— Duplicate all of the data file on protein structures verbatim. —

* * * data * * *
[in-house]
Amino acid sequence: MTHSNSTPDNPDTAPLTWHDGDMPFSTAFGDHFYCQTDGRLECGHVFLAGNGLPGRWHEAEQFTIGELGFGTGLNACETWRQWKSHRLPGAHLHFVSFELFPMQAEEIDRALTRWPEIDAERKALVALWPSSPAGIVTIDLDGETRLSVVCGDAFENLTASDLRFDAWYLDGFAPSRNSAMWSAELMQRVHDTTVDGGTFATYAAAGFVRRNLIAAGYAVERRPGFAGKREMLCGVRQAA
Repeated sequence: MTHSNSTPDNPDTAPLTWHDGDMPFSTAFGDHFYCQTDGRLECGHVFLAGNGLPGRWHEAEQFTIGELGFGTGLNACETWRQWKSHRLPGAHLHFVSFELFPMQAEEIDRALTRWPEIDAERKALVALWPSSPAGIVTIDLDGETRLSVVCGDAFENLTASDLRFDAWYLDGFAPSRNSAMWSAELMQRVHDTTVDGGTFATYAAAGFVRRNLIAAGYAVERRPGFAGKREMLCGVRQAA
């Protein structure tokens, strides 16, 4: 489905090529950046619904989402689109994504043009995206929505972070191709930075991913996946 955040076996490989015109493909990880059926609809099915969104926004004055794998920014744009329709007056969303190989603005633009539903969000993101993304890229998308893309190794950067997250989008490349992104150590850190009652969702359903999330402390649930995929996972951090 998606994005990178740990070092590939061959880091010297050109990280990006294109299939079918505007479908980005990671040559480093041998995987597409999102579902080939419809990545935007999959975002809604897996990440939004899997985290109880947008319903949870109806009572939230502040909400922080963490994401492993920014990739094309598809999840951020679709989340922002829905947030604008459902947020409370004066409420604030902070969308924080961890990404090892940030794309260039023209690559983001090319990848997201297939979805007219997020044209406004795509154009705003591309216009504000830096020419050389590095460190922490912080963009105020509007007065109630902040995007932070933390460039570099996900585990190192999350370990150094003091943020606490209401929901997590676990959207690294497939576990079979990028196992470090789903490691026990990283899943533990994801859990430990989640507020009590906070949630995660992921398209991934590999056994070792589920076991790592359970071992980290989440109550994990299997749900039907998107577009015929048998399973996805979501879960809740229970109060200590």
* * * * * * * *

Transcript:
[in-house]
Amino acid sequence: MTHSNSTPDNPDTAPLTWHDGDMPFSTAFGDHFYCQTDGRLECGHVFLAGNGLPGRWHEAEQFTIGELGFGTGLNACETWRQWKSHRLPGAHLHFVSFELFPMQAEEIDRALTRWPEIDAERKALVALWPSSPAGIVTIDLDGETRLSVVCGDAFENLTASDLRFDAWYLDGFAPSRNSAMWSAELMQRVHDTTVDGGTFATYAAAGFVRRNLIAAGYAVERRPGFAGKREMLCGVRQAA
Repeated sequence: MTHSNSTPDNPDTAPLTWHDGDMPFSTAFGDHFYCQTDGRLECGHVFLAGNGLPGRWHEAEQFTIGELGFGTGLNACETWRQWKSHRLPGAHLHFVSFELFPMQAEEIDRALTRWPEIDAERKALVALWPSSPAGIVTIDLDGETRLSVVCGDAFENLTASDLRFDAWYLDGFAPSRNSAMWSAELMQRVHDTTVDGGTFATYAAAGFVRRNLIAAGYAVERRPGFAGKREMLCGVRQAA
């Protein structure tokens, strides 16, 4: 489905090529950046619904989402689109994504043009995206929505972070191709930075991913996946 955040076996490989015109493909990880059926609809099915969104926004004055794998920014744009329709007056969303190989603005633009539903969000993101993304890229998308893309190794950067997250989008490349992104150590850190009652969702359903999330402390649930995929996972951090 998606994005990178740990070092590939061959880091010297050109990280990006294109299939079918505007479908980005990671040559480093041998995987597409999102579902080939419809990545935007999959975002809604897996990440939004899997985290109880947008319903949870109806009572939230502040909400922080963490994401492993920014990739094309598809999840951020679709989340922002829905947030604008459902947020409370004066409420604030902070969308924080961890990404090892940030794309260039023209690559983001090319990848997201297939979805007219997020044209406004795509154009705003591309216009504000830096020419050389590095460190922490912080963009105020509007007065109630902040995007932070933390460039570099996900585990190192999350370990150094003091943020606490209401929901997590676990959207690294497939576990079979990028196992470090789903490691026990990283899943533990994801859990430990989640507020009590906070949630995660992921398209991934590999056994070792589920076991790592359970071992980290989440109550994990299997749900039907998107577009015929048998399973996805979501879960809740229970109060200590």